This summer, TT The Artist made her directorial debut with the sneak peek premiere of her upcoming music documentary, Dark City: Beneath The Beat. Despite relocating to Los Angeles, the beloved rapper has long been a fierce advocate of, and an active participant in, the city’s hometown musical genre, Baltimore Club—the story of which she tells in her unique, colorful film. Featuring cameos and music by fellow local artists such as DDm, Eze Jackson, Mighty Mark, and Rufus Roundtree, it now enters the finishing-touch and fundraising stages in hopes of joining the festival circuit in 2020.
This summer, DDm released his debut full-length album, Beautiful Gowns, which, unsurprisingly, turned out to be one of the most fun, infectious records to come out of Baltimore this year. That’s thanks to the pure showmanship of the city-born rapper who has brought bravado, wit, humor, and heart to his music and live performances across the city for years, from the local battle rap circuit through his Bond St. District duo and now in his solo career. A year after his planned debut, Soundtrack To A Shopping Mall, was nixed, these 13 tracks stood testament to DDm’s determination and dauntless creativity. Self-released, locally produced, and spread without the help of local radio, singles like “He Say She Say” and “Pull Up”garnered thousands of listens on Spotify and views on YouTube all on their own. We personally love the bright, buoyant ballads of “Hooray” and “Forever 21.”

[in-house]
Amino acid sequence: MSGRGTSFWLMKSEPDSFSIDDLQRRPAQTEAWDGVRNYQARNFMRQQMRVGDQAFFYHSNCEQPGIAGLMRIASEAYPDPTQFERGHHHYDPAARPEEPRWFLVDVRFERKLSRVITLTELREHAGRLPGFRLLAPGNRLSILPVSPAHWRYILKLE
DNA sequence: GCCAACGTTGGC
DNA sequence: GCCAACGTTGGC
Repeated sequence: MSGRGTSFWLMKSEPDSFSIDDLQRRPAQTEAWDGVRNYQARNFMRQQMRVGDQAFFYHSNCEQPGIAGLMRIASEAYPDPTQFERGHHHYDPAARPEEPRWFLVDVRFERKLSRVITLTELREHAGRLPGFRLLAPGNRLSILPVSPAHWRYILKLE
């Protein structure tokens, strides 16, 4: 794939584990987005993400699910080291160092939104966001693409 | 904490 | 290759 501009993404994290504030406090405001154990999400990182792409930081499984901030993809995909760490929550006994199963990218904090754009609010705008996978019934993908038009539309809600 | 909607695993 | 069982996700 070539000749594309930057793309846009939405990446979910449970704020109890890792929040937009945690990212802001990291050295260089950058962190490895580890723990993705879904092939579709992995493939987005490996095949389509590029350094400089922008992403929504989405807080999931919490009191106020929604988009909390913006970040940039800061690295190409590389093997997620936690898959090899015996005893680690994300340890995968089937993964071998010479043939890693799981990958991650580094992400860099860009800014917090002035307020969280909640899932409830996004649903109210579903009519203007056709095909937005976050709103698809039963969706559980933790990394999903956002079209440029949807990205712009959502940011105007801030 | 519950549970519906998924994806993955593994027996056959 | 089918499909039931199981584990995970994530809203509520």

In early September, thousands of Baltimore City music lovers packed into the parking lot of Union Collective for a night to remember by local dream-pop darlings Future Islands. Much like their impromptu Hampdenfest performance in 2014, the band’s free live show took place outside as the sun set, featuring both new material off their upcoming album and fan favorites like “Seasons” and “Balance,” with frontman Sam Herring’s mercurial dance moves out in full force. Opening acts included Baltimore artists Smoke Bellow, Joy Postell, and DJs Jason Willett and Jay Buim, and the brewery’s neighbor, The Charmery, sold three Future Islands-themed flavors of ice cream to support city non-profits.
It was a long, strange trip around the sun for the century-old Baltimore Symphony Orchestra: ongoing contract negotiations that tumbled into labor disputes, the cancellation of the summer season, a highly publicized lockout of the musicians by BSO management, followed by months of player protests outside the Meyerhoff Symphony Hall. But this fall, both parties reached a one-year agreement that resulted in the meeting of many players’ demands and the on-time opening of the fall schedule. The organization has also since launched their newly formed vision committee and brought in outside help from arts-org “turnaround king” Michael Kaiser, so things are looking up. (Except for maestra Marin Alsop hinting at her departure.)